• Generally speaking, the fool is presented as an innocent or naïve figure, who wouldn’t

  • hurt a fly, while the trickster is intentionally deceptive, and seeks to trick others and laugh

  • at them.

  • The trickster loves engaging in what the Germans call schadenfreude (literallyharm-joy”),

  • in which one obtains pleasure from learning or witnessing the misfortunes, failures, or

  • humiliation of another person.

  • A trickster may console others when they fail, and hide that internally he feels joy.

  • When there is an opportunity to play a trick on another person, the trickster immediately

  • seizes the opportunity.

  • The fool, however, is not interested in laughing at a person, but rather laughing with the

  • person, or laugh at himself.

  • To laugh at oneself helps to break the ice, because it not only removes one’s own persona,

  • but also the audience’s social mask, allowing for genuine behaviour.

  • This courageous feat throws one in a vulnerable state, which allows others to open up and

  • receive a message more profoundly, While the fool likes to entertain others,

  • and is usually the butt of a joke, the trickster, on the other hand, seeks primarily to entertain

  • himself, even if it is at the expense of others.

  • The fool is able to have a sense of humour even in difficult situations, which radiates

  • hope in others.

  • In a tense atmosphere, the person who is hurt takes the risk to make a joke, even if it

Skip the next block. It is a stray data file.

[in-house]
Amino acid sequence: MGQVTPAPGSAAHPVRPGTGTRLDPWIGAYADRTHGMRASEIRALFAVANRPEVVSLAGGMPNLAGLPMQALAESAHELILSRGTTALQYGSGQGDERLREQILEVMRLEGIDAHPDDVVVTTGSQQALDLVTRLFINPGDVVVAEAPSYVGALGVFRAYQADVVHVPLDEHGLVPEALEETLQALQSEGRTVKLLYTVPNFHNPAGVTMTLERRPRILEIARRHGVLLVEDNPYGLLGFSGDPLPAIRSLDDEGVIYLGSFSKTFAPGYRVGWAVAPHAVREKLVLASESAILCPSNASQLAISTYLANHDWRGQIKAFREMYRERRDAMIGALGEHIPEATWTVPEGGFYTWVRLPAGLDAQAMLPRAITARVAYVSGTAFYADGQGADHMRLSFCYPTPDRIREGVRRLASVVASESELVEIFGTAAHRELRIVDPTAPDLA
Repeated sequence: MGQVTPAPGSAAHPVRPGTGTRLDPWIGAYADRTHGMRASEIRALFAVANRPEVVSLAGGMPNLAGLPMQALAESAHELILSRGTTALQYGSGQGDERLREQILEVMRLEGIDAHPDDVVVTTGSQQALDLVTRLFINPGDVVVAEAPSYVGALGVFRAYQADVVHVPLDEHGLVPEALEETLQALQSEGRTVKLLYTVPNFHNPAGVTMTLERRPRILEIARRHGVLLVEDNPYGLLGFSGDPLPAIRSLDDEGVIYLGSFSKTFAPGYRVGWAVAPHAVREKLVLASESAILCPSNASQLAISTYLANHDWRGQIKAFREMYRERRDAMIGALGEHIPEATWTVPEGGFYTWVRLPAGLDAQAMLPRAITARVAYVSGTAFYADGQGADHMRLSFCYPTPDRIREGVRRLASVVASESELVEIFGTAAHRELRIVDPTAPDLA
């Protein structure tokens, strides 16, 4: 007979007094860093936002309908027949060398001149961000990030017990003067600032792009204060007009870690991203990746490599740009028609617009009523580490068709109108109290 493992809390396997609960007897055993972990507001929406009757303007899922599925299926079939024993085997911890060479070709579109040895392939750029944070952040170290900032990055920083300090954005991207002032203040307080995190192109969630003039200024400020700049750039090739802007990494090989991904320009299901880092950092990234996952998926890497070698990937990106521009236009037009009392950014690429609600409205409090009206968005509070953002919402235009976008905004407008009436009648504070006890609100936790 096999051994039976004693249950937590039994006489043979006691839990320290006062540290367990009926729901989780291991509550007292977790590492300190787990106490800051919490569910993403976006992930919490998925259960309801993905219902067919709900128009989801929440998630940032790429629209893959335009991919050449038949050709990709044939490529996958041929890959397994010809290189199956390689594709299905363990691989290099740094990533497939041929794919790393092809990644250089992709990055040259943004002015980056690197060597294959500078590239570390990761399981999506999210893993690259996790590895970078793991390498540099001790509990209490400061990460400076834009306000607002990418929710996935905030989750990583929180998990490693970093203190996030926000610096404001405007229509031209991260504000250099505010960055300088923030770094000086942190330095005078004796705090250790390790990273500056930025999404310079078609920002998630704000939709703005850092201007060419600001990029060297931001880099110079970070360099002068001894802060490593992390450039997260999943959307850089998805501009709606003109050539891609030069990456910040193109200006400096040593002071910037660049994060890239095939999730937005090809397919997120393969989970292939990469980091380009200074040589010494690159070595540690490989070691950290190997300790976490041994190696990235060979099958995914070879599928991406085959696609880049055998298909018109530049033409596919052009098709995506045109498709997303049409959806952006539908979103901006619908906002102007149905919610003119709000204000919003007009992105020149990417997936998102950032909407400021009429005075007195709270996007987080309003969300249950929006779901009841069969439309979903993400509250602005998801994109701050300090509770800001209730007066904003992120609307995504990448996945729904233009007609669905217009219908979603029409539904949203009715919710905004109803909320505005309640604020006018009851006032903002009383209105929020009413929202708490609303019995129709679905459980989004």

• means making a fool of himself, not just to set himself at ease, but also to bring relief

  • to others.

  • When a person acts like a fool through some kind of outward action, it is immediately

  • apparent to the audience.

  • With the trickster, it is more ambiguous, he plays like a fool in order for people to

  • fall into his trap.

  • The trickster tricks others who never expect to be tricked.

  • In medieval times, the court jester’s job was to entertain the aristocracy in a wide

  • variety of ways: music, storytelling, satire, comedy, or juggling and acrobatics.

  • It was believed that keeping a fool in the premises warded off the evil eye.

  • This is no antiquated superstition; it represents a psychological truth of enduring value.

  • It is usually a good idea to place the fool out front where we can keep an eye on him.

  • We must make room for the renegade factor in ourselves and admit him to our inner court,

  • where he can bring us fresh ideas and new energy.

  • Without the fool’s blunt observations and playfulness, our inner landscape might become

  • a sterile wasteland.

  • During the Middle Ages, the Feast of Fools would be celebrated by the lower clergy on

  • New Year’s Day.

  • To ensure society against unexpected uprisings of latent destructive urges, all conventions

  • were temporarily suspended.